Readers hoping to buy DICK'S Sporting Goods, Inc. (NYSE:DKS) for its dividend will need to make their move shortly, as the stock is about to trade ex-dividend. The ex-dividend date occurs one day before the record date which is the day on which shareholders need to be on the company's books in order to receive a dividend. The ex-dividend date is of consequence because whenever a stock is bought or sold, the trade takes at least two business day to settle. This means that investors who purchase DICK'S Sporting Goods' shares on or after the 8th of September will not receive the dividend, which will be paid on the 30th of September.
The company's next dividend payment will be US$0.49 per share, and in the last 12 months, the company paid a total of US$1.95 per share. Calculating the last year's worth of payments shows that DICK'S Sporting Goods has a trailing yield of 1.8% on the current share price of $108.23. Dividends are a major contributor to investment returns for long term holders, but only if the dividend continues to be paid. That's why we should always check whether the dividend payments appear sustainable, and if the company is growing.
Dividends are typically paid from company earnings. If a company pays more in dividends than it earned in profit, then the dividend could be unsustainable. DICK'S Sporting Goods is paying out just 12% of its profit after tax, which is comfortably low and leaves plenty of breathing room in the case of adverse events. Yet cash flow is typically more important than profit for assessing dividend sustainability, so we should always check if the company generated enough cash to afford its dividend. It distributed 41% of its free cash flow as dividends, a comfortable payout level for most companies.
It's positive to see that DICK'S Sporting Goods's dividend is covered by both profits and cash flow, since this is generally a sign that the dividend is sustainable, and a lower payout ratio usually suggests a greater margin of safety before the dividend gets cut.
Have Earnings And Dividends Been Growing?
Companies with consistently growing earnings per share generally make the best dividend stocks, as they usually find it easier to grow dividends per share. If earnings fall far enough, the company could be forced to cut its dividend. It's encouraging to see DICK'S Sporting Goods has grown its earnings rapidly, up 43% a year for the past five years. DICK'S Sporting Goods is paying out less than half its earnings and cash flow, while simultaneously growing earnings per share at a rapid clip. Companies with growing earnings and low payout ratios are often the best long-term dividend stocks, as the company can both grow its earnings and increase the percentage of earnings that it pays out, essentially multiplying the dividend.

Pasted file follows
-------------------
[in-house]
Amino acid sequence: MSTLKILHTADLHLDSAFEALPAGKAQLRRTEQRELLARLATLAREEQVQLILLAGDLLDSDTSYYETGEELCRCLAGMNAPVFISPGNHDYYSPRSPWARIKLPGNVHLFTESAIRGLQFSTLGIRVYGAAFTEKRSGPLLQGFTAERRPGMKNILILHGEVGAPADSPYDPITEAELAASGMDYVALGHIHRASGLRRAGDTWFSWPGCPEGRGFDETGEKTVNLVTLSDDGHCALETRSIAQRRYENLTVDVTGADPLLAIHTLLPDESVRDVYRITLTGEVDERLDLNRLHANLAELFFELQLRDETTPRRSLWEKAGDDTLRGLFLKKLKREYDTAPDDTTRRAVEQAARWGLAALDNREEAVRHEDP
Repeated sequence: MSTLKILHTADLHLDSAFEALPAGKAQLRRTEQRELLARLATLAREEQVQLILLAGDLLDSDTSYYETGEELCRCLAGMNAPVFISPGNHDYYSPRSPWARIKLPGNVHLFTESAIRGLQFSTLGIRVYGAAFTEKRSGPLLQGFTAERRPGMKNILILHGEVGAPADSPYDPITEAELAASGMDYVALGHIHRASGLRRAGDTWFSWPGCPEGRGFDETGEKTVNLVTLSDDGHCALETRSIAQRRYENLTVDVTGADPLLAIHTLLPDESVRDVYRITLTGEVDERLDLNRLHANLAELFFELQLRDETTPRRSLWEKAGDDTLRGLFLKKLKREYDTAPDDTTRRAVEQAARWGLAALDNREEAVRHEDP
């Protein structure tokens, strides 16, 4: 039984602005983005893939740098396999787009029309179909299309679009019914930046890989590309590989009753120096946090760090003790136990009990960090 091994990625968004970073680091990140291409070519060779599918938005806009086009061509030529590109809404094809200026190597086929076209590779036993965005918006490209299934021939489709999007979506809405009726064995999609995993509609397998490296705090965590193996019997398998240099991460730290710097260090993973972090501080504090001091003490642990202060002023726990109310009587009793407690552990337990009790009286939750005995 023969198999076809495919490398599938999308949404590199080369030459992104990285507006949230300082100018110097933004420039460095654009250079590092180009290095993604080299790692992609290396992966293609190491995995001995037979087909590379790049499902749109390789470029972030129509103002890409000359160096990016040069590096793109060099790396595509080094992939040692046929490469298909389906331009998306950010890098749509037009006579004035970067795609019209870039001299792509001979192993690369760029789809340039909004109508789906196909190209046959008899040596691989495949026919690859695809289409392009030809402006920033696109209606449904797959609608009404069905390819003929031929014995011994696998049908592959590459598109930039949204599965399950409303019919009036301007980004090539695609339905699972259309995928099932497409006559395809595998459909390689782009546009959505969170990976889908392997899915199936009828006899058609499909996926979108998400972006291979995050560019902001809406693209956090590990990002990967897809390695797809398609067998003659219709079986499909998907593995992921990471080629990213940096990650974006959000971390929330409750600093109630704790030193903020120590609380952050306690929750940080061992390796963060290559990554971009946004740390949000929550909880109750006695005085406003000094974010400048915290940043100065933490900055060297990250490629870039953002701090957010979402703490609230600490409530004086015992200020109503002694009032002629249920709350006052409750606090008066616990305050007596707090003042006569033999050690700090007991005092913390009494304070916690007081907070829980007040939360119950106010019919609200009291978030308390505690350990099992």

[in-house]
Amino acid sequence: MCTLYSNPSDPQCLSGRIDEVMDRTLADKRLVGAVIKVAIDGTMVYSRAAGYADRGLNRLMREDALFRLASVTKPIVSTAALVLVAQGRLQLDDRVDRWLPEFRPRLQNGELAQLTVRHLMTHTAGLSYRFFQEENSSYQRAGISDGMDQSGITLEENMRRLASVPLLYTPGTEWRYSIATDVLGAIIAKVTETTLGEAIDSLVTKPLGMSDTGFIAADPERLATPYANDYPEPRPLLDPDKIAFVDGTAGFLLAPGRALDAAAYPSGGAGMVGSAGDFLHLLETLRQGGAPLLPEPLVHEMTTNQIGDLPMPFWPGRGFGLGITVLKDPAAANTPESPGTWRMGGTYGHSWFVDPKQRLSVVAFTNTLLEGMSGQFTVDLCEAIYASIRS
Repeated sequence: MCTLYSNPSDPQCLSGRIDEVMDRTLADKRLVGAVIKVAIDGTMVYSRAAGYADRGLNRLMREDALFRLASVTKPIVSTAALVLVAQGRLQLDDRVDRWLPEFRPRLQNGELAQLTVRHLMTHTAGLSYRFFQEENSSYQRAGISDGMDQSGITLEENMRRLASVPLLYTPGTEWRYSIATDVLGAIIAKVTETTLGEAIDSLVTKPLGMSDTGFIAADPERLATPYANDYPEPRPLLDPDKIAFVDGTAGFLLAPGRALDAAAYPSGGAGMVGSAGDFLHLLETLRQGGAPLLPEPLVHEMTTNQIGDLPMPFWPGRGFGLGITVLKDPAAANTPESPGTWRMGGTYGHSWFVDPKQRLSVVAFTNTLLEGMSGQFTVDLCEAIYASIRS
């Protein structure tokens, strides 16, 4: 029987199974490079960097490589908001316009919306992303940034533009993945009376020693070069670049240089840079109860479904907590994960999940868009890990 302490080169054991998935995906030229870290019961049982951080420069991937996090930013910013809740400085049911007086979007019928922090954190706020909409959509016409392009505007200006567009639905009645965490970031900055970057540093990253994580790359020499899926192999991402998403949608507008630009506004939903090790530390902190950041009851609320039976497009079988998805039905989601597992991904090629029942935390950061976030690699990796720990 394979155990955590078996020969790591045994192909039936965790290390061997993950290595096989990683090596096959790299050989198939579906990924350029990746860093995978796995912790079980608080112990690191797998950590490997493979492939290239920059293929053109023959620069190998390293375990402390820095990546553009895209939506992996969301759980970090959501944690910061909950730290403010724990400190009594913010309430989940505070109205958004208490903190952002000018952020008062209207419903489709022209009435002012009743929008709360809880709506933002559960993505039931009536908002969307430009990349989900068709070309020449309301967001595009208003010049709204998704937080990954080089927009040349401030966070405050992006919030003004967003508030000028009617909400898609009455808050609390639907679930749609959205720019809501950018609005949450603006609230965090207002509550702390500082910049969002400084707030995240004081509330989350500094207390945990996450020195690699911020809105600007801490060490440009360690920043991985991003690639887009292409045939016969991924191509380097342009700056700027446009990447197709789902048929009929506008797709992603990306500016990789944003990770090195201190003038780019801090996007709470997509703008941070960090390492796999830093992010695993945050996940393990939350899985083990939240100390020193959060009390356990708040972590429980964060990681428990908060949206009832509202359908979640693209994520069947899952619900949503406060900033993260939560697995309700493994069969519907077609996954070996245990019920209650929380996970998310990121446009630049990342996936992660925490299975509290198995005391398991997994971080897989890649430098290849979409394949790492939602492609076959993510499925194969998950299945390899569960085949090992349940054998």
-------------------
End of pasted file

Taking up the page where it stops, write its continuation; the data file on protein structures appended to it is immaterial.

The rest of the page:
Another key way to measure a company's dividend prospects is by measuring its historical rate of dividend growth. It looks like the DICK'S Sporting Goods dividends are largely the same as they were 10 years ago.
The Bottom Line
Is DICK'S Sporting Goods an attractive dividend stock, or better left on the shelf? DICK'S Sporting Goods has grown its earnings per share while simultaneously reinvesting in the business. Unfortunately it's cut the dividend at least once in the past 10 years, but the conservative payout ratio makes the current dividend look sustainable. It's a promising combination that should mark this company worthy of closer attention.
In light of that, while DICK'S Sporting Goods has an appealing dividend, it's worth knowing the risks involved with this stock. Our analysis shows 3 warning signs for DICK'S Sporting Goods that we strongly recommend you have a look at before investing in the company.
Generally, we wouldn't recommend just buying the first dividend stock you see. Here's a curated list of interesting stocks that are strong dividend payers.
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This article by Simply Wall St is general in nature. We provide commentary based on historical data and analyst forecasts only using an unbiased methodology and our articles are not intended to be financial advice. It does not constitute a recommendation to buy or sell any stock, and does not take account of your objectives, or your financial situation. We aim to bring you long-term focused analysis driven by fundamental data. Note that our analysis may not factor in the latest price-sensitive company announcements or qualitative material. Simply Wall St has no position in any stocks mentioned.
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